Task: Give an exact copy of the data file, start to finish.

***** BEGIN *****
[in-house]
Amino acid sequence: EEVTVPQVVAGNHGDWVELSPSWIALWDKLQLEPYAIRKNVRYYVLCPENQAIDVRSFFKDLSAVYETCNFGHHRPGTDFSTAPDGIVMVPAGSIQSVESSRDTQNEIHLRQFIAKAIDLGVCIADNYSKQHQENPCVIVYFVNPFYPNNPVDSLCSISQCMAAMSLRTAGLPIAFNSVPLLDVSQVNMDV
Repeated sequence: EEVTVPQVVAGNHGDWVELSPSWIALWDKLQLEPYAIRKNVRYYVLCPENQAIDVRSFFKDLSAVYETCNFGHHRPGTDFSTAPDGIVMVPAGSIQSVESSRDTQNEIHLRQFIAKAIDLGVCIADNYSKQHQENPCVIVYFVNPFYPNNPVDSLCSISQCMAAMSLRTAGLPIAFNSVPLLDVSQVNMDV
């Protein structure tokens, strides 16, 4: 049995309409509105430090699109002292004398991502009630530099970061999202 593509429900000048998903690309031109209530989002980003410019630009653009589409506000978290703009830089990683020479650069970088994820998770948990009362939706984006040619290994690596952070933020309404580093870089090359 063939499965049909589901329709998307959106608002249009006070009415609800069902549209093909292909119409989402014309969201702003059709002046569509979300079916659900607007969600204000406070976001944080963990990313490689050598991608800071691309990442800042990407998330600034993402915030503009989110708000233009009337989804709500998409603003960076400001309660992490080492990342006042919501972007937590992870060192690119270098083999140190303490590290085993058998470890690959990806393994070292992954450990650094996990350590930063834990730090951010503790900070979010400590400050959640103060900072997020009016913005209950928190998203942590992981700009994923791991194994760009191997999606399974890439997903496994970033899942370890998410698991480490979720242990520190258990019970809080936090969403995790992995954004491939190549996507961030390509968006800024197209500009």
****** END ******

[in-house]
Amino acid sequence: EEVTVPQVVAGNHGDWVELSPSWIALWDKLQLEPYAIRKNVRYYVLCPENQAIDVRSFFKDLSAVYETCNFGHHRPGTDFSTAPDGIVMVPAGSIQSVESSRDTQNEIHLRQFIAKAIDLGVCIADNYSKQHQENPCVIVYFVNPFYPNNPVDSLCSISQCMAAMSLRTAGLPIAFNSVPLLDVSQVNMDV
Repeated sequence: EEVTVPQVVAGNHGDWVELSPSWIALWDKLQLEPYAIRKNVRYYVLCPENQAIDVRSFFKDLSAVYETCNFGHHRPGTDFSTAPDGIVMVPAGSIQSVESSRDTQNEIHLRQFIAKAIDLGVCIADNYSKQHQENPCVIVYFVNPFYPNNPVDSLCSISQCMAAMSLRTAGLPIAFNSVPLLDVSQVNMDV
């Protein structure tokens, strides 16, 4: 049995309409509105430090699109002292004398991502009630530099970061999202 593509429900000048998903690309031109209530989002980003410019630009653009589409506000978290703009830089990683020479650069970088994820998770948990009362939706984006040619290994690596952070933020309404580093870089090359 063939499965049909589901329709998307959106608002249009006070009415609800069902549209093909292909119409989402014309969201702003059709002046569509979300079916659900607007969600204000406070976001944080963990990313490689050598991608800071691309990442800042990407998330600034993402915030503009989110708000233009009337989804709500998409603003960076400001309660992490080492990342006042919501972007937590992870060192690119270098083999140190303490590290085993058998470890690959990806393994070292992954450990650094996990350590930063834990730090951010503790900070979010400590400050959640103060900072997020009016913005209950928190998203942590992981700009994923791991194994760009191997999606399974890439997903496994970033899942370890998410698991480490979720242990520190258990019970809080936090969403995790992995954004491939190549996507961030390509968006800024197209500009």